VALLEJO (KRON) — Vallejo residents are in shock after learning that their former neighbor, Vester Lee Flanagan II, fatally shot two reporters on live television. They say it’s difficult for them to see the person they once knew as a well-mannered, soft-spoken gentleman being called a “disgruntled employee” and murderer.
“He was nice looking, well-dressed, very respectful, handsome, groomed…this is totally out of his character as far as I know,” said Virgil Barker, a family friend. Barker and Flanagan’s family were neighbors on Oakland’s 39th Avenue.
Police say that Flanagan, 41, walked up to a WDBJ-TV news crew during an interview and fired several shots at his former colleagues killing reporter Alison Parker, 24, and photojournalist Adam Ward, 27, on live on-air. A third victim, the woman Parker was interviewing, was also struck but survived and is in stable condition.
While investigators are still working to determine a motive for the shooting, Flanagan says in a 23-page manifesto which was faxed to ABC News that he sought vengeance for years of racial discrimination, sexual harassment, and workplace bullying.
Barker was visibly distraught over the news. He last talked with the troubled journalist at Flanagan’s mother’s funeral several years ago.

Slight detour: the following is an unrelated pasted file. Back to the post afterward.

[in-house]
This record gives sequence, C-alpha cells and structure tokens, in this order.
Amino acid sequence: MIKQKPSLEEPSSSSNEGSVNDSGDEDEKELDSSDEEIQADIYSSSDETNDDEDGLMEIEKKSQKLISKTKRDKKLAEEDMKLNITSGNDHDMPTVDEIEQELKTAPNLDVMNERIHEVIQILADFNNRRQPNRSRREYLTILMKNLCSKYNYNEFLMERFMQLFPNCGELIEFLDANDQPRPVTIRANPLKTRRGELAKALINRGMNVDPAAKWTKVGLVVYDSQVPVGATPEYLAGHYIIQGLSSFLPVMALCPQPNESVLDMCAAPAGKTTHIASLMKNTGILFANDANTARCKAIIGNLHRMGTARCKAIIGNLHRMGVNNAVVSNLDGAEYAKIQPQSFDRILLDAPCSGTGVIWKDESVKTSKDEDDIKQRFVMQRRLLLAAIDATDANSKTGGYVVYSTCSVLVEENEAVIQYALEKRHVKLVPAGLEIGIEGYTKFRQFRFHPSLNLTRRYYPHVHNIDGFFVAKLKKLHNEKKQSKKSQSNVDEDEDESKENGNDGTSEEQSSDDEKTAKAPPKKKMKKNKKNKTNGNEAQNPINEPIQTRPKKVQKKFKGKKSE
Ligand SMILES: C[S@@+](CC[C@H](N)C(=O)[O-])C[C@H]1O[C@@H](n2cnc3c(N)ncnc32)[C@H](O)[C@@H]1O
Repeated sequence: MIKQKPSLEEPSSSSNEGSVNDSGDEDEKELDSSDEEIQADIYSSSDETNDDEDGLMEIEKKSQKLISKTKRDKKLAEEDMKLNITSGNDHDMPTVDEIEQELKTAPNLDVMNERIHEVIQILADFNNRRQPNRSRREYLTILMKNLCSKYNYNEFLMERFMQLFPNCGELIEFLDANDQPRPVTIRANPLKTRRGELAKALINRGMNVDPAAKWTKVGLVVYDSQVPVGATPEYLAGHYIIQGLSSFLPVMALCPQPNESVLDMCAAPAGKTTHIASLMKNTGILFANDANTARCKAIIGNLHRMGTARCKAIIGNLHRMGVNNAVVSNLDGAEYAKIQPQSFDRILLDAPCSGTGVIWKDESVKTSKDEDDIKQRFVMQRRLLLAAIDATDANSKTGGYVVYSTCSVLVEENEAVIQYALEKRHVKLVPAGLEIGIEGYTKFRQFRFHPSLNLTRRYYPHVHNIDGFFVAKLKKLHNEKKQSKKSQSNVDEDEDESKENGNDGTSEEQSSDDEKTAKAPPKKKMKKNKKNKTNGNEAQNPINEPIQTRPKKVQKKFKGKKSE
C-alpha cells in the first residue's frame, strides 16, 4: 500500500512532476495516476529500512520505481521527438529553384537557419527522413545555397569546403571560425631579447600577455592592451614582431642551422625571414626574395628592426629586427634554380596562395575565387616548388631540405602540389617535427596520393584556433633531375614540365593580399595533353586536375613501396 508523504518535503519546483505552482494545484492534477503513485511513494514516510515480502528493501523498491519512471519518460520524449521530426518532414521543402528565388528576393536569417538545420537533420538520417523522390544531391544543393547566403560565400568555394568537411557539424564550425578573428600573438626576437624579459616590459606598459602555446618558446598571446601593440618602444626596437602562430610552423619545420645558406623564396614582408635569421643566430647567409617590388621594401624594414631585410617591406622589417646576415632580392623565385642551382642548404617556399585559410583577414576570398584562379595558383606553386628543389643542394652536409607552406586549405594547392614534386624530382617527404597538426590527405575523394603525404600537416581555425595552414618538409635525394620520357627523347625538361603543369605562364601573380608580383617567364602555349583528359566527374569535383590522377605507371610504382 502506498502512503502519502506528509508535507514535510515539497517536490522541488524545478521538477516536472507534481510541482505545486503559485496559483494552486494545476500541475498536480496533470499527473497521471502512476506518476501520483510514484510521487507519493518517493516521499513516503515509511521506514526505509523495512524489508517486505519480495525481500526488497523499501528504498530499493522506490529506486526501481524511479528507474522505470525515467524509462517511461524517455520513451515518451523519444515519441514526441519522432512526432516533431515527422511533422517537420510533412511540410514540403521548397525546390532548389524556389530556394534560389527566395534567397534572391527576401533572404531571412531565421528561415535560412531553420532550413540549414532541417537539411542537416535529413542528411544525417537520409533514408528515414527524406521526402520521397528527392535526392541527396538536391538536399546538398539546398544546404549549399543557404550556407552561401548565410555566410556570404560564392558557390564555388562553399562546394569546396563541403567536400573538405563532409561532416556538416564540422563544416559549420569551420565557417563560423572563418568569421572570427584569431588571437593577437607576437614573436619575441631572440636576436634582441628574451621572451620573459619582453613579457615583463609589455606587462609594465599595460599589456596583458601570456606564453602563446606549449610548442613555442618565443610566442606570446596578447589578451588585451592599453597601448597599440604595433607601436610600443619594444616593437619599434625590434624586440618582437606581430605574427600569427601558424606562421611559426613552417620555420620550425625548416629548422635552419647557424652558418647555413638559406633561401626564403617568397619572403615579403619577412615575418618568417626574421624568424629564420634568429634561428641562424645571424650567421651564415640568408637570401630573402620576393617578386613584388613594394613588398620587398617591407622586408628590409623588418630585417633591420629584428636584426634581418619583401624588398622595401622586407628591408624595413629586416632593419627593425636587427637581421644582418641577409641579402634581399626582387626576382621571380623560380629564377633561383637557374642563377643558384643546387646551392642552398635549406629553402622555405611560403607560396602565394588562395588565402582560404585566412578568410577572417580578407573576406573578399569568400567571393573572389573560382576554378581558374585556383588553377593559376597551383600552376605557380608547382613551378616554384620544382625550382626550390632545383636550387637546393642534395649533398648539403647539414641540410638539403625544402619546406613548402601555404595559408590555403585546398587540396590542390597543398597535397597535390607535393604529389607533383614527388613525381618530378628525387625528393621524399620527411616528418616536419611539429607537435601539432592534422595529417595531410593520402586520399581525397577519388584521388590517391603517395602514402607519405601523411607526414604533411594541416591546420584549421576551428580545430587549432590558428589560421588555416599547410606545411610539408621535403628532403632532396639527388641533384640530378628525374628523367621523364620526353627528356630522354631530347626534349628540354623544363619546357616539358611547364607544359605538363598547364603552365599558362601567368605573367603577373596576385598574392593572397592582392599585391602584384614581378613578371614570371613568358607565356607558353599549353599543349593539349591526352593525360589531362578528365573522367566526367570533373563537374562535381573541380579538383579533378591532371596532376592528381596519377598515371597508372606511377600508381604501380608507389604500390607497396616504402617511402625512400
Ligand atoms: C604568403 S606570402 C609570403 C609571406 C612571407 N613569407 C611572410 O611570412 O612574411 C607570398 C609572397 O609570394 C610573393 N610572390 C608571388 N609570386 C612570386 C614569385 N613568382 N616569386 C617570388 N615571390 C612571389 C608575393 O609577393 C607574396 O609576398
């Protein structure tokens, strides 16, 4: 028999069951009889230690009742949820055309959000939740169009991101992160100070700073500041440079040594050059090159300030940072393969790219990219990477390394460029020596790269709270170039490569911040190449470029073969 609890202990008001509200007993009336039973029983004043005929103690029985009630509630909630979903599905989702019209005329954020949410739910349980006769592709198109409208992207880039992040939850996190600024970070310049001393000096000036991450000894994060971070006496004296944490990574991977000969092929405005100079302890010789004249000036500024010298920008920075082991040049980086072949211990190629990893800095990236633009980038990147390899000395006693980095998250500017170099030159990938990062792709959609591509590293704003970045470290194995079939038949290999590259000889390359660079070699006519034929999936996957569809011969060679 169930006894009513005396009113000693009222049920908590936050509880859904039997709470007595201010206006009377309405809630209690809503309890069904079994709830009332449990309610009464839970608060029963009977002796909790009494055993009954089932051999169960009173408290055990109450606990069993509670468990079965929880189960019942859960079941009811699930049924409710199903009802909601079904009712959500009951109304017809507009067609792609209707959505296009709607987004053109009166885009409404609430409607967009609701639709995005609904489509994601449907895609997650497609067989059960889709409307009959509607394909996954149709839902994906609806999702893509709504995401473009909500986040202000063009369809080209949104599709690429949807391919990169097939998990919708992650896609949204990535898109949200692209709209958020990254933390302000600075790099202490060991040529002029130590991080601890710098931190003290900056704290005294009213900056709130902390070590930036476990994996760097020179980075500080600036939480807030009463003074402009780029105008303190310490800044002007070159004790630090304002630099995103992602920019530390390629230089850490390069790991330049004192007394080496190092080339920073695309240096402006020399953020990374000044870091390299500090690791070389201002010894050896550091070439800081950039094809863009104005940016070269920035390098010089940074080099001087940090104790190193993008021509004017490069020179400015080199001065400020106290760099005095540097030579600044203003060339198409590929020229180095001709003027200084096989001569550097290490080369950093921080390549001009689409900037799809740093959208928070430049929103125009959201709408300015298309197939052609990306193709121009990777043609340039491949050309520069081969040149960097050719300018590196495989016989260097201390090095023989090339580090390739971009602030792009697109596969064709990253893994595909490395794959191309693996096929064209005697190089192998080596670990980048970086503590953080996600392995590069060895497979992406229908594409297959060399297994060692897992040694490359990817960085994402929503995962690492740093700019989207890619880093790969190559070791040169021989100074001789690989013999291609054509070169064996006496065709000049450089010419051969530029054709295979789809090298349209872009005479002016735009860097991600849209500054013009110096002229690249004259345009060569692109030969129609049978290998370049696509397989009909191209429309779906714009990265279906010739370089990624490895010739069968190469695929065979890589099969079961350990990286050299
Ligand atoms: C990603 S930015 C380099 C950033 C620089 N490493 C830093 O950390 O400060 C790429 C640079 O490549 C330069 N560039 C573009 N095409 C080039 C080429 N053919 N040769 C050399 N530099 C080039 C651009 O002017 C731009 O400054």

“He’s not a monster that I know of,” Barker said. “Of course what transpired was very egregious…but I’ve never seen him angry.”
Flanagan, who worked as a communications director for a Sacramento tech company from 2004-12, worked out of his Vallejo home on Garnet Drive located about a mile from Six Flags Discovery Kingdom.
Rui Pimentel and his family lived next door to Flanagan for about three years between 2009-12, which is around the time Flanagan, a self-described “Broadcast Media Professional,” landed a job as a multimedia journalist at WDBJ-TV in Roanoke, VA. Pimentel said that Flanagan was a private person but they would occasionally greet each other.
“He didn’t really leave his house that much, I always assumed because he was working at home,” said Rui Pimentel.
“He was a gentle giant…he was very nice to me and my family,” said Pimentel. “I was shocked.”